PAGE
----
We’re halfway through, and I’m still enjoying the story. The attack by the various anachronistic soldiers and by the airplane against Captain Yates’ convoy is not terribly effective, but I get the idea that the Master is toying with Yates as much as anything. Particularly when he taunts Yates and then talks about just how much he enjoyed the attack. Good old Benton gets the drop on him again, but the capture is foiled by Stewart.

I think it’s rather clever how the limitations on the TARDIS are avoided this time around by the Doctor’s method of linking his TARDIS to the Master’s and essentially either hitching a ride or following him. I don’t much care for the design of the interior walls though, and I’m glad this is the only story to feature them. Whoever put a different central column on the Master’s TARDIS deserves some kudos though. The whole sequence where the Doctor attempts in vain to talk the Master out of his mad scheme is entertaining, even if the Doctor ought to know that his effort is bound to fail. It’s great fun to see the Master really enjoying himself, both here and later on at the end of episode six, taunting and ignoring the Doctor.

I happen to like the two Atlantis episodes. The story really does switch gears here and acquire a different feel entirely, but that’s one of Doctor Who’s nearly-unique attributes. You can spend half a story in a research facility in England, 1972, and the other half in Ancient Atlantis with Minotaurs and a 500 year old king, and it feels perfectly natural. The Atlantean characters that we’ve only glimpsed so far take center stage, and it’s rather interesting to see the Master acting as almost a pseudo-Doctor, landing and trying to get in good with the local authorities. His relationship with Queen Galliea is something quite different as well, and though it’s obvious that he’s just using her to get at the crystal, watching the Master put the moves on a lady is quite unique for the character. I can’t imagine Anthony Ainley or Eric Roberts working in this story, but Delgado has given the character enough range that it’s convincing. I said earlier that I was tired of seeing him so often, but I’ve found that I really enjoyed his performance as the story went on.

As for the other half of the tryst, Ingrid Pitt may be dreadful later on in “Warriors of the Deep”, but she’s quite good here as the proud Queen. King Dallios doesn’t know his wife as well as he thinks he does, and it costs him. She seems to have had a thing for Hippias in the past, and now for the Master as well, while her poor husband, for all his wisdom, apparently has no idea that she’s being unfaithful.

The Minotaur is introduced and dispatched rather quickly in a far-too-easy manner. The Master pulls off a palace coup behind the scenes and declares himself king of Atlantis. He then sets Kronos loose, apparently leading to the destruction of Atlantean civilization. If I’m not mistaken, the king mentions some islands sinking at some point, so perhaps those were the areas destroyed by Azal, then Kronos decimates what’s left, and then the Doctor lands there in 1972 to find Professor Zaroff working his mischief. Contrary to popular fan myth, there are not three seperate fates for Atlantis, thus supposedly proving that continuity in the classic series is a shambles. TUM takes place in the present day (relatively), the attack by Kronos takes place 3500 years ago, and Azal is very non-specific about what part he played in Atlantis’ fate.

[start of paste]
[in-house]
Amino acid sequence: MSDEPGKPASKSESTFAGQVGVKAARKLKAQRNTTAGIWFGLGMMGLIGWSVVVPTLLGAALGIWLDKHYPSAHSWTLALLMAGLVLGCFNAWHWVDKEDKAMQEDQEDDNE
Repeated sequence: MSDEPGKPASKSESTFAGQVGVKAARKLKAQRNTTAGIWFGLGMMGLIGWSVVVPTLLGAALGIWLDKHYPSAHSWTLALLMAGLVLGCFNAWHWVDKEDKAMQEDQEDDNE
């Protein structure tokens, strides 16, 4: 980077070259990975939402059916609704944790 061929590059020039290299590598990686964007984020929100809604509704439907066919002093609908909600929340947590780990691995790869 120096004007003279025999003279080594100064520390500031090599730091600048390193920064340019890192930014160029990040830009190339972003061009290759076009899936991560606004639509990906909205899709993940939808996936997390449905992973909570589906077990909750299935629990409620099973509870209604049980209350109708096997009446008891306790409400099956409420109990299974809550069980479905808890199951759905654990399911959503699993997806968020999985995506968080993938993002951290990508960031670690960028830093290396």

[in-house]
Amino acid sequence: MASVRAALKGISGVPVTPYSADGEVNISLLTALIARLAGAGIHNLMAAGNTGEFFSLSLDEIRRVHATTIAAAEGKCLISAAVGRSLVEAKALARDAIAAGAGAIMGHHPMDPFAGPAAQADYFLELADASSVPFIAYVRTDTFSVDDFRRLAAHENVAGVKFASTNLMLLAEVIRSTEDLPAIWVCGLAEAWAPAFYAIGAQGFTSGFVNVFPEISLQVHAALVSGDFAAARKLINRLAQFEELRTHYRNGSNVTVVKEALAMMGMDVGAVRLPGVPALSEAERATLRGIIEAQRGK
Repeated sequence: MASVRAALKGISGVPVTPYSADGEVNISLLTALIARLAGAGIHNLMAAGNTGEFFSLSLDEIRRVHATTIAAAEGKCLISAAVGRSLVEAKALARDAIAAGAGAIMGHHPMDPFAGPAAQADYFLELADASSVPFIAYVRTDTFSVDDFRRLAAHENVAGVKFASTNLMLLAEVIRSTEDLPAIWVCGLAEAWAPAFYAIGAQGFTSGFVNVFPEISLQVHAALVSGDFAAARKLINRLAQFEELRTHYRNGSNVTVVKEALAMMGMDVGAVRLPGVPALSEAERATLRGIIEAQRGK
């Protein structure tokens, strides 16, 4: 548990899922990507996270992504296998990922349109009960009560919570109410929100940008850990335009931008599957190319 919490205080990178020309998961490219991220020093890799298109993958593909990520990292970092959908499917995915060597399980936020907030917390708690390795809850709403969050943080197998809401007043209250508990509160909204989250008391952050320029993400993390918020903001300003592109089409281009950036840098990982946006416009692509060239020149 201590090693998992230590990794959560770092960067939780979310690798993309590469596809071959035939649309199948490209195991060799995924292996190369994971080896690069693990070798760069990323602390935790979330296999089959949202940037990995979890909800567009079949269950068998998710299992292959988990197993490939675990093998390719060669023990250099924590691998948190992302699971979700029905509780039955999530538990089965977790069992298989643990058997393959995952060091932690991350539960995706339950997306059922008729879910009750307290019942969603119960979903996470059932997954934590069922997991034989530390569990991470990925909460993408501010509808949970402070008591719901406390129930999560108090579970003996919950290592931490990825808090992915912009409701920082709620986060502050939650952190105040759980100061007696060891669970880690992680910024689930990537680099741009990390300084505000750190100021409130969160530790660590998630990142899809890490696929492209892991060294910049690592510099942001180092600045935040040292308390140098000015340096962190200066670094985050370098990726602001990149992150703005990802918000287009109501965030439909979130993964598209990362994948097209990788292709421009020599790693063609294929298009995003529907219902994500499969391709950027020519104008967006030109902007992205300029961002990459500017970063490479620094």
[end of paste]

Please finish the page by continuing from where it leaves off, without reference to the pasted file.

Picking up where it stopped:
The final scenes are good ones for Jo Grant, as she proves willing to give her life if it will save the universe. Katy Manning is very good, as indeed is Roger Delgado, who is positively bursting with bravado and scorn for the Doctor here, and is a joy to watch. “I’m not going to dance to the Doctor’s tune,” he tells Jo. “If you want to stop me, try!” The final exchange with Kronos in the void is surreal and visually well-handled. And of course, the Master escapes again, still having learned nothing by yet another failure to control something too powerful for him. First the mind parasite, then Azal and now Kronos. No wonder he settles down and for his next scheme, decides to just provoke a war. Must be child’s play after some of the stuff he’s attempted.

I honestly don’t get just what fans find so offensive about this story. I’ll agree there’s some scenes that don’t really advance the plot and just tread water, but for the most part none of them are less than interesting. Only the Doctor’s time disruptor thing made up of bottles and other household junk fails to convince. “The Time Monster” is worth watching for any number of reasons, not the least of which is one of the livelier performances Roger Delgado gave as the Master. And the Doctor’s story to Jo about the Monk he knew as a boy. And Ingrid Pitt’s good performance. Watch it, and I think you’ll be pleasantly surprised by how enjoyable it actually is.

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Posted in 3rd Doctor - Jon Pertwee